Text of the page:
Backyard Golf most definitely originated from many places over multiple periods of time due to necessity to play. There are countless games to imagine and ways to play in you backyard. Often it is played like regular golf only on a much smaller scale and on a consenting land owner's lawn. It was originally played with wiffleballs that were often covered with masking or duct tape. Now there are so many different kinds of practice balls on the market that games could be tailored to each ball style. The course can consist of a few to many holes using different flags if you have access to multiple targets or it can be played with one central flag location and few or many tee box locations. Targets can range from actual in ground golf cups available to order from Amazon to hula hoops or anything in between. The game is very easy to play and requires minimal skill, especially if you choose to use larger balls to hit. Backyard Golf is actually very popular in western Massachusetts where they have held organized tournaments. The Ancient Nine, also known as the Lavoie Course, is a semi famous permanent course in Ludlow, Massachusetts where the public is welcome to play for free on private property during daylight hours. Another course exists in Willoughby, Ohio an Marble Lane.
Pasture golf, sometimes also called rough or natural golf, is played through pastures and fields usually landscaped by cows, sheeps or goats. Golfers hit from indicated tee boxes (mowed areas, arranged hay bales, compacted sand/dirt areas, etc.) toward targets (traditional flags and holes, 17 gallon washtubs, painted/chalk circles, etc.) keeping tally of strokes taken per hole. A course might have any number of holes and par is assigned to each hole as in standard golf. Players play with real golf balls if there is plenty of space or limited flight balls if playing on a smaller field or to minimize damage to surrounding structures or vehicles. Courses are intended to be informal in their design and tend to be laid out with pre-existing hazards incorporated including cow patties, barns, farm equipment, stone walls, roads, and water. Greens can be made of sand or may be closely mowed areas and may double as tee boxes. Some courses use large buckets as targets, hitting the target results in a hole out, landing your ball inside the bucket results in a deduction of a stroke for that hole. For extensive information about Pasture Golf or an index of pasture golf courses, visit pasturegolf.com.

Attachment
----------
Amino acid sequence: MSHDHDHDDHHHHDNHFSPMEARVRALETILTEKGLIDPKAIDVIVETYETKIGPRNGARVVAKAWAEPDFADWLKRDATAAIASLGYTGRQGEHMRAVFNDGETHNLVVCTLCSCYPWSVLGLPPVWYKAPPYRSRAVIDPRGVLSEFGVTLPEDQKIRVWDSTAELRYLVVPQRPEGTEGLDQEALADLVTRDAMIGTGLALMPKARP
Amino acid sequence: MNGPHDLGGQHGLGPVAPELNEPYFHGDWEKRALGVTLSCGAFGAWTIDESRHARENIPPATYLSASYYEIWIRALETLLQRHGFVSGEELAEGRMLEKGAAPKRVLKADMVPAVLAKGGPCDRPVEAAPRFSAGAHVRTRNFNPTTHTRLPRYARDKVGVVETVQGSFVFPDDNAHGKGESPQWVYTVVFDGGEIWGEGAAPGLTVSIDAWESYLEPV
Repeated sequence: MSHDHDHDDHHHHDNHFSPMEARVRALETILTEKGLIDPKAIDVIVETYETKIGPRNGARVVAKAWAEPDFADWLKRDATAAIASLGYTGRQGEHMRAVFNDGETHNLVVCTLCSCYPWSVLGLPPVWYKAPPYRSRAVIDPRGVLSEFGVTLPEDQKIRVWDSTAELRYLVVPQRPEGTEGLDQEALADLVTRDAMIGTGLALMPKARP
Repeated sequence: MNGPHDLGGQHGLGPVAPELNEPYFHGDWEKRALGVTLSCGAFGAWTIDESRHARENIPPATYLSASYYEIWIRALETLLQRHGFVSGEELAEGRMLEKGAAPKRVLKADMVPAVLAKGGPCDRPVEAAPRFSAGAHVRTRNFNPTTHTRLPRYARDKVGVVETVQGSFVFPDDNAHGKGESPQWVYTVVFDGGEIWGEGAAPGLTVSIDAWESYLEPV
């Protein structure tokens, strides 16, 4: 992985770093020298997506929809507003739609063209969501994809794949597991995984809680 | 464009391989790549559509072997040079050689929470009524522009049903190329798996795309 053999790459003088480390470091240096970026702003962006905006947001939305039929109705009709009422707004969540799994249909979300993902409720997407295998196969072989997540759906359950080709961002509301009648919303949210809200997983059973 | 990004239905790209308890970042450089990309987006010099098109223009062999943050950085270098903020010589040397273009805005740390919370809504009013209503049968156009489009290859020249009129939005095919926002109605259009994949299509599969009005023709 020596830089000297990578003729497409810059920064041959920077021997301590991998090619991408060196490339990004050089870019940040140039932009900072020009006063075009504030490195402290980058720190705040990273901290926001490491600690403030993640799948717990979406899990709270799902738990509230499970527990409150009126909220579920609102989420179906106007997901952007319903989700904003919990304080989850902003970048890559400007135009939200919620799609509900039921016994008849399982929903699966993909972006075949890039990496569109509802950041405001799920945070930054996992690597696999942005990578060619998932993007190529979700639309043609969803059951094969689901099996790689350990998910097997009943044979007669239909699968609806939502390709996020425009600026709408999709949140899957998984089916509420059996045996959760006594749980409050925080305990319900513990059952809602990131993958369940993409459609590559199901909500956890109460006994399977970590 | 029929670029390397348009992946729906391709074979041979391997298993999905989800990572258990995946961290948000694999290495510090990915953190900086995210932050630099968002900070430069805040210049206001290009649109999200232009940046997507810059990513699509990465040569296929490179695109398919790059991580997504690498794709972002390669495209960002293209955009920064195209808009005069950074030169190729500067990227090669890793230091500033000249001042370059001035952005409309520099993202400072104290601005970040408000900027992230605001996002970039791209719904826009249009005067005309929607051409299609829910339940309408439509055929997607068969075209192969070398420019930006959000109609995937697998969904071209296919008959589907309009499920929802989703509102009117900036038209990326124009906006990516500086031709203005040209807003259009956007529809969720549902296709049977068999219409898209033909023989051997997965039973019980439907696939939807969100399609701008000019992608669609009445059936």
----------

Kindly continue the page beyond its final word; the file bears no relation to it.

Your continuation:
Snow Golf is played the same as regular golf but on ice or snow instead of grass. Greens are called whites and should have a maintained surface. Circles are drawn in the snow around the flags with the object of stopping your ball in the circle (instead of holing out). Rumor is Snow Golf was invented by Rudyard Kipling, author of the Jungle Book, while he living in Dummerston, Vermont in the late 1800s where he painted golf balls red and hit them into tin cans buried in his front yard. The World Ice Golf Championship has been held in Greenland every year since 1997. It is a 36-hole stroke play tournament played on a nine hole course reformed every year by shifting ice on the fjord. Max handicap is 36. Most players play on ice for the first time the first day of the tournament. There have been other Snow Golf Championships in places like Argentina, Finland, Switzerland and in the U.S., in Vermont at the Grime Hill CC Invitational. Some snow golf *advice* I was able to uncover in my research: hit off the tee like you normally would; if ball lies on hard snow, don't hit down on the ball as much but more towards the middle of the ball; improve your lie in soft, deepish snow by making a footprint behind the ball or rake the snow away with your club to prepare for your swing; if the ball is in deep snow use your club or shovel to set it up on top of snow then choke down accordingly and swing like your playing from the rough; use a sand wedge to chip off frozen water--check ice before walking on it! If you don't want to risk it take a drop; use a 7 iron instead of a putter for icy, snowy greens. Don't let winter lock up your game, call your local golf courses when the conditions look right. Someone will let you play. Make sure to get some bold colored golf balls like Callaway's Superhot Bold Red or Volvik's Vivid Matte in an assortment of colors or Wilson's Duo Soft Optix in red.
My Water Golf research sent me down many ambiguous rabbit holes which I have tried to synthesize but in the process I may have gotten far off the original path and come up with something entirely different. (Pretty please authorities of the Water Golf world pardon any of my misconceptions and feel free to message me with your consternation or demystification). Water Golf is played in a pool, lake, ocean or on any water surface defined as the water court. Players may play standing in or out of the water or may play from floats, rafts, tubes, noodles, kayaks or any floating mechanism that was approved by all players prior to start of game. Players fling "water bags" or skipping water balls like the Waboba or WaterRipper brands with a water bag launching device such as a scoop ball or any other launch device (see pics below and click to follow links to buy) everyone agrees upon before start of game. Any floating object can be used as a target from a rubber ducky to a pool float to an actual floating green if you've got one of those handy. It is best to anchor the target so that it doesn't move so much but it is not completely necessary. Standard play follows the basic gist of golf: find a suitable tee off location and have each player launch their ball from it, go to your ball and launch it from that spot toward the target in order of who is farthest away from the target. Keep count of the number of launches it takes to hit the target, the person with the lowest number of launches leads the next tee. Play as many holes (rounds) as you predetermine before play and the Water Golfer with the fewest total launches wins.